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Anno Tertio Georgii III. Regis. Cap. XVI. An Act for the Encouragement of John Harrison, to publish and make known his Invention of a Machine or Watch, for the Discovery of the Longitude at Sea [drop title] in: Anno Regni Georgii III Magnæ Britanniæ, Franciæ, & Hiberniæ. At the Parliament begun and holden at Westminster, the Nineteenth Day of May, Anno Dom. 1761, in the First Year of the Reign of our Sovereign Lord George the Third . And from thence continued by several Prorogations to the Twenty fifth Day of November, 1762; being the Second Session of the Twelfth Parliament of Great Britain.
London: Printed by Mark Baskett, Printer to the King’s most Excellent Majesty; and by the Assigns of Robert Baskett. 1763 - First edition. Folio. pp. [ii], 359-363, [1, blank]; eng. crest to title-page, decorative initial to p. 359; minor age-toning, else very good in self-wrappers, recently resewn, now contained in a purpose made cloth portfolio with acid-free hand-made paper fold-ins, leather lettering piece to upper board, ribbon ties. First edition of the 18th century British Parliamentary Act encouraging publication of the details of any mechanical machines for the discovery of longitude at sea, and limiting financial rewards to inventor John Harrison. In 1714, the British Parliament offered £20,000, to the person who devised a means of accurately determining longitude at sea. John Harrison, a clockmaker without formal education, developed friction-free mechanical clocks that were unaffected by changes in temperature or movement, and which were extremely accurate. The first of Harrison’s devices was successfully tested in 1735 and three other more accurate models were created over the next four decades. Though his device was clearly accurate and sea-worthy, Harrison was awarded only half of the promised prize; this present Act, and an Act published two years later, were the closest Harrison came to official Parliamentary recognition of his singular contribution to navigation and cartography. This copy is from the Sessional Volumes of Parliament, the earliest official printing available. Acts printed prior to 1796 are extremely scarce, since the maximum number printed “only slightly exceeded 1,100 copies,” and those were distributed solely to Members of the Houses of Parliament, the great officers and offices of state, and the judiciary (see Report of the Committee for the Promulgation of the Statutes, 1796). [Attributes: First Edition; Soft Cover]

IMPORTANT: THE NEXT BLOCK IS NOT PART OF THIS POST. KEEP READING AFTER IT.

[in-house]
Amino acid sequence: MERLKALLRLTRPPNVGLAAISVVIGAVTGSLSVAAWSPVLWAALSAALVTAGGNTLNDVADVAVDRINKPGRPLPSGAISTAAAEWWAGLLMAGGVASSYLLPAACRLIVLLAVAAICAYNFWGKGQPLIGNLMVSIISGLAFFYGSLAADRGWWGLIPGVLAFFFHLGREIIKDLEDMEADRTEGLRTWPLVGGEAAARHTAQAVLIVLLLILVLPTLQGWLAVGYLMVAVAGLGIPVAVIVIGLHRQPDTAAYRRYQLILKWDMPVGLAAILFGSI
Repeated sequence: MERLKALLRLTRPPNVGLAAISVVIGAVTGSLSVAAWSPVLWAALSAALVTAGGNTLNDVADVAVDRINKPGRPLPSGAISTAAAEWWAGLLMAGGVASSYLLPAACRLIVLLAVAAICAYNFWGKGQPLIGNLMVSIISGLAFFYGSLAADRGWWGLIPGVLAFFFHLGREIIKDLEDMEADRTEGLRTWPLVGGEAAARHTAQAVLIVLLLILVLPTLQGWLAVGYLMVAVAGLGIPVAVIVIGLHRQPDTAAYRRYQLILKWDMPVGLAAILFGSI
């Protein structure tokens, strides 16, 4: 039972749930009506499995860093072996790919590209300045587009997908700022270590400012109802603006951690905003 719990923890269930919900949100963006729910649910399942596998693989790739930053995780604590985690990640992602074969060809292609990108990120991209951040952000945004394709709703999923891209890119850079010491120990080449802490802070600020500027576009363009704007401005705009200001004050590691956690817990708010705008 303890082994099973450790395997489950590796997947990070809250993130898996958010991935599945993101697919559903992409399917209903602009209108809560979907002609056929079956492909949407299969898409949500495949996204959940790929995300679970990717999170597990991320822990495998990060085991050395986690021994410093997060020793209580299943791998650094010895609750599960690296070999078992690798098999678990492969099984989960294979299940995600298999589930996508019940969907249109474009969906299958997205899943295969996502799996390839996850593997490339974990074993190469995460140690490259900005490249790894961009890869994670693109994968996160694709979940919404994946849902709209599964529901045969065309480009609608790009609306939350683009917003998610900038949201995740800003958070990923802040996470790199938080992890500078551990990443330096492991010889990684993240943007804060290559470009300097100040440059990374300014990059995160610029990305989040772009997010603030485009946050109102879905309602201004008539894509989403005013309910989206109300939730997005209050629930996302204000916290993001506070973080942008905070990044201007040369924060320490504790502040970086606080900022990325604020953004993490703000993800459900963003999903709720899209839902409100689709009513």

[Bookseller: Meridian Rare Books PBFA]
Last Found On: 2016-05-07           Check availability:      AbeBooks    


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